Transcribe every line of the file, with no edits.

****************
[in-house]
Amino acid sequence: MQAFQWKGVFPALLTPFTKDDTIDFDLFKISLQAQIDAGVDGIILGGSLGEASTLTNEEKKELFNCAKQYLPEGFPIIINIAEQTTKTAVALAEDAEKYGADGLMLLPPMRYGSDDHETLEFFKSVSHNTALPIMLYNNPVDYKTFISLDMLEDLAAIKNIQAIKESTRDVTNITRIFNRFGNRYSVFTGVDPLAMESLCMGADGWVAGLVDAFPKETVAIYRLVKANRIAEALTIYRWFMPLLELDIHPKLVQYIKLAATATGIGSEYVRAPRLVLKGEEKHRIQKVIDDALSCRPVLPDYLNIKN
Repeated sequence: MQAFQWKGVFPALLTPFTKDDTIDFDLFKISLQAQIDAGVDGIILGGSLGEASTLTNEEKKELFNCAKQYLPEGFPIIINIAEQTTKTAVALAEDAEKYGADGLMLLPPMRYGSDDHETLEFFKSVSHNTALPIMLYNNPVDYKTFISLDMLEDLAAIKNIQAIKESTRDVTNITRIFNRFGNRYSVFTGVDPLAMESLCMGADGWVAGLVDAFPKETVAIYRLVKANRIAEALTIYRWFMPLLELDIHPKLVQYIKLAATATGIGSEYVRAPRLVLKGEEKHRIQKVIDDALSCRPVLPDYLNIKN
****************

[in-house]
Amino acid sequence: MQAFQWKGVFPALLTPFTKDDTIDFDLFKISLQAQIDAGVDGIILGGSLGEASTLTNEEKKELFNCAKQYLPEGFPIIINIAEQTTKTAVALAEDAEKYGADGLMLLPPMRYGSDDHETLEFFKSVSHNTALPIMLYNNPVDYKTFISLDMLEDLAAIKNIQAIKESTRDVTNITRIFNRFGNRYSVFTGVDPLAMESLCMGADGWVAGLVDAFPKETVAIYRLVKANRIAEALTIYRWFMPLLELDIHPKLVQYIKLAATATGIGSEYVRAPRLVLKGEEKHRIQKVIDDALSCRPVLPDYLNIKN
Repeated sequence: MQAFQWKGVFPALLTPFTKDDTIDFDLFKISLQAQIDAGVDGIILGGSLGEASTLTNEEKKELFNCAKQYLPEGFPIIINIAEQTTKTAVALAEDAEKYGADGLMLLPPMRYGSDDHETLEFFKSVSHNTALPIMLYNNPVDYKTFISLDMLEDLAAIKNIQAIKESTRDVTNITRIFNRFGNRYSVFTGVDPLAMESLCMGADGWVAGLVDAFPKETVAIYRLVKANRIAEALTIYRWFMPLLELDIHPKLVQYIKLAATATGIGSEYVRAPRLVLKGEEKHRIQKVIDDALSCRPVLPDYLNIKN